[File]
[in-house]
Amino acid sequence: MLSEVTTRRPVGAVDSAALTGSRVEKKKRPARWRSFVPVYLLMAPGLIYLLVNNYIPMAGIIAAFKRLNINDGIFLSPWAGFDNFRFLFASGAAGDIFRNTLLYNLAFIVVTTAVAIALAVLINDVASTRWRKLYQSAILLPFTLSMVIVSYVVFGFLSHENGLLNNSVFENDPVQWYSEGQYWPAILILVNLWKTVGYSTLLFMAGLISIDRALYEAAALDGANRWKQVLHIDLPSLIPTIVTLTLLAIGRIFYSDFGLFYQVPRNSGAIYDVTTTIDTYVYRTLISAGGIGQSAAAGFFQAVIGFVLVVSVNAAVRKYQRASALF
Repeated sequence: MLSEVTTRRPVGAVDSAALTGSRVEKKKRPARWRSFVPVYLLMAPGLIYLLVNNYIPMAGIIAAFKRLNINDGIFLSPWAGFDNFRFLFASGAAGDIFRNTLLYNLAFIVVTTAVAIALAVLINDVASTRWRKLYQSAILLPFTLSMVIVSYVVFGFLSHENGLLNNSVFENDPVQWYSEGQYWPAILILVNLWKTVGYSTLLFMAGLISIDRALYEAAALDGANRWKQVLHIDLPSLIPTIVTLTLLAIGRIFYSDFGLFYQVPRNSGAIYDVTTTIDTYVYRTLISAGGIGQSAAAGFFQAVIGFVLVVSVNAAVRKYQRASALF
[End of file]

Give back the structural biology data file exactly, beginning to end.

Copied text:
[in-house]
Amino acid sequence: MLSEVTTRRPVGAVDSAALTGSRVEKKKRPARWRSFVPVYLLMAPGLIYLLVNNYIPMAGIIAAFKRLNINDGIFLSPWAGFDNFRFLFASGAAGDIFRNTLLYNLAFIVVTTAVAIALAVLINDVASTRWRKLYQSAILLPFTLSMVIVSYVVFGFLSHENGLLNNSVFENDPVQWYSEGQYWPAILILVNLWKTVGYSTLLFMAGLISIDRALYEAAALDGANRWKQVLHIDLPSLIPTIVTLTLLAIGRIFYSDFGLFYQVPRNSGAIYDVTTTIDTYVYRTLISAGGIGQSAAAGFFQAVIGFVLVVSVNAAVRKYQRASALF
Repeated sequence: MLSEVTTRRPVGAVDSAALTGSRVEKKKRPARWRSFVPVYLLMAPGLIYLLVNNYIPMAGIIAAFKRLNINDGIFLSPWAGFDNFRFLFASGAAGDIFRNTLLYNLAFIVVTTAVAIALAVLINDVASTRWRKLYQSAILLPFTLSMVIVSYVVFGFLSHENGLLNNSVFENDPVQWYSEGQYWPAILILVNLWKTVGYSTLLFMAGLISIDRALYEAAALDGANRWKQVLHIDLPSLIPTIVTLTLLAIGRIFYSDFGLFYQVPRNSGAIYDVTTTIDTYVYRTLISAGGIGQSAAAGFFQAVIGFVLVVSVNAAVRKYQRASALF